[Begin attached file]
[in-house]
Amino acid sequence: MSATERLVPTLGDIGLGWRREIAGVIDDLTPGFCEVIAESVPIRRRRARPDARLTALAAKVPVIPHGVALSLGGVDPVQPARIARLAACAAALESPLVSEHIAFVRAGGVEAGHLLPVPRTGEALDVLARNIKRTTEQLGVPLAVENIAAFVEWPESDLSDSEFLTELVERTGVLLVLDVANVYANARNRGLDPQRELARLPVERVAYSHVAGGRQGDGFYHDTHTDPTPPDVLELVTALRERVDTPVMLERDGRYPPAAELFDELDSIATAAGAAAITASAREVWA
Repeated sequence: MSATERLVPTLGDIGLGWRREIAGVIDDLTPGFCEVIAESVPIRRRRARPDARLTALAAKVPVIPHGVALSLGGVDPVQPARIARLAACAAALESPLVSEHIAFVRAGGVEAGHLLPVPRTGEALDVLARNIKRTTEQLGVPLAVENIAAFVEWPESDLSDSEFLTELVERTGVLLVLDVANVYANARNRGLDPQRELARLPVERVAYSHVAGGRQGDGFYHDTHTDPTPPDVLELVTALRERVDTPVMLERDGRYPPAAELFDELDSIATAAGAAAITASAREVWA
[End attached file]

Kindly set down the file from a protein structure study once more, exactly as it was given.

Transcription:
[in-house]
Amino acid sequence: MSATERLVPTLGDIGLGWRREIAGVIDDLTPGFCEVIAESVPIRRRRARPDARLTALAAKVPVIPHGVALSLGGVDPVQPARIARLAACAAALESPLVSEHIAFVRAGGVEAGHLLPVPRTGEALDVLARNIKRTTEQLGVPLAVENIAAFVEWPESDLSDSEFLTELVERTGVLLVLDVANVYANARNRGLDPQRELARLPVERVAYSHVAGGRQGDGFYHDTHTDPTPPDVLELVTALRERVDTPVMLERDGRYPPAAELFDELDSIATAAGAAAITASAREVWA
Repeated sequence: MSATERLVPTLGDIGLGWRREIAGVIDDLTPGFCEVIAESVPIRRRRARPDARLTALAAKVPVIPHGVALSLGGVDPVQPARIARLAACAAALESPLVSEHIAFVRAGGVEAGHLLPVPRTGEALDVLARNIKRTTEQLGVPLAVENIAAFVEWPESDLSDSEFLTELVERTGVLLVLDVANVYANARNRGLDPQRELARLPVERVAYSHVAGGRQGDGFYHDTHTDPTPPDVLELVTALRERVDTPVMLERDGRYPPAAELFDELDSIATAAGAAAITASAREVWA